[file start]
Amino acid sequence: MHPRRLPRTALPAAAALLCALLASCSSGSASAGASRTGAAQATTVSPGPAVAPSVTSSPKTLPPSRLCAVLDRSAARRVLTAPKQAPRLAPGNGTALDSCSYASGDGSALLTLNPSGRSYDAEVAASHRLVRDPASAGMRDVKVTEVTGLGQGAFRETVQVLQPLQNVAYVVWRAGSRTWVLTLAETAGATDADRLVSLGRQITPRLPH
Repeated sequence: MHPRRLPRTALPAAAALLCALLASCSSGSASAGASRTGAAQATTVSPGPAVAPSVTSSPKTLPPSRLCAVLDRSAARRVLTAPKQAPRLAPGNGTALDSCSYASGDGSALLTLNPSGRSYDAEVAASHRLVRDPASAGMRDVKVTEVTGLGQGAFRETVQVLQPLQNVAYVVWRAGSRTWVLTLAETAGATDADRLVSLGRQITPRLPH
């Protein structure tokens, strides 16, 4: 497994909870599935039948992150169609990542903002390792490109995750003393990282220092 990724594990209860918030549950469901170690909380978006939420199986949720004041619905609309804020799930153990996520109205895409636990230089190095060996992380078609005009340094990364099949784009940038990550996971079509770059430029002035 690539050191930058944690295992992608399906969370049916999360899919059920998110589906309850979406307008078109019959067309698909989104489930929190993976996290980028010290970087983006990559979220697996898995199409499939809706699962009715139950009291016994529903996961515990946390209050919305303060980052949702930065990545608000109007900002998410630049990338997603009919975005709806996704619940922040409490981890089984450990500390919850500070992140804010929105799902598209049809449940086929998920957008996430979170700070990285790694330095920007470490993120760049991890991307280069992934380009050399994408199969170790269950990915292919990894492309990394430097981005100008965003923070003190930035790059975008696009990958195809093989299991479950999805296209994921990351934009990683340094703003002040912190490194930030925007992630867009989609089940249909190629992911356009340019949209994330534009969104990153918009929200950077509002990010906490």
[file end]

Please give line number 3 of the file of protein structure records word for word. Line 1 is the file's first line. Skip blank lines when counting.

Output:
């Protein structure tokens, strides 16, 4: 497994909870599935039948992150169609990542903002390792490109995750003393990282220092 990724594990209860918030549950469901170690909380978006939420199986949720004041619905609309804020799930153990996520109205895409636990230089190095060996992380078609005009340094990364099949784009940038990550996971079509770059430029002035 690539050191930058944690295992992608399906969370049916999360899919059920998110589906309850979406307008078109019959067309698909989104489930929190993976996290980028010290970087983006990559979220697996898995199409499939809706699962009715139950009291016994529903996961515990946390209050919305303060980052949702930065990545608000109007900002998410630049990338997603009919975005709806996704619940922040409490981890089984450990500390919850500070992140804010929105799902598209049809449940086929998920957008996430979170700070990285790694330095920007470490993120760049991890991307280069992934380009050399994408199969170790269950990915292919990894492309990394430097981005100008965003923070003190930035790059975008696009990958195809093989299991479950999805296209994921990351934009990683340094703003002040912190490194930030925007992630867009989609089940249909190629992911356009340019949209994330534009969104990153918009929200950077509002990010906490």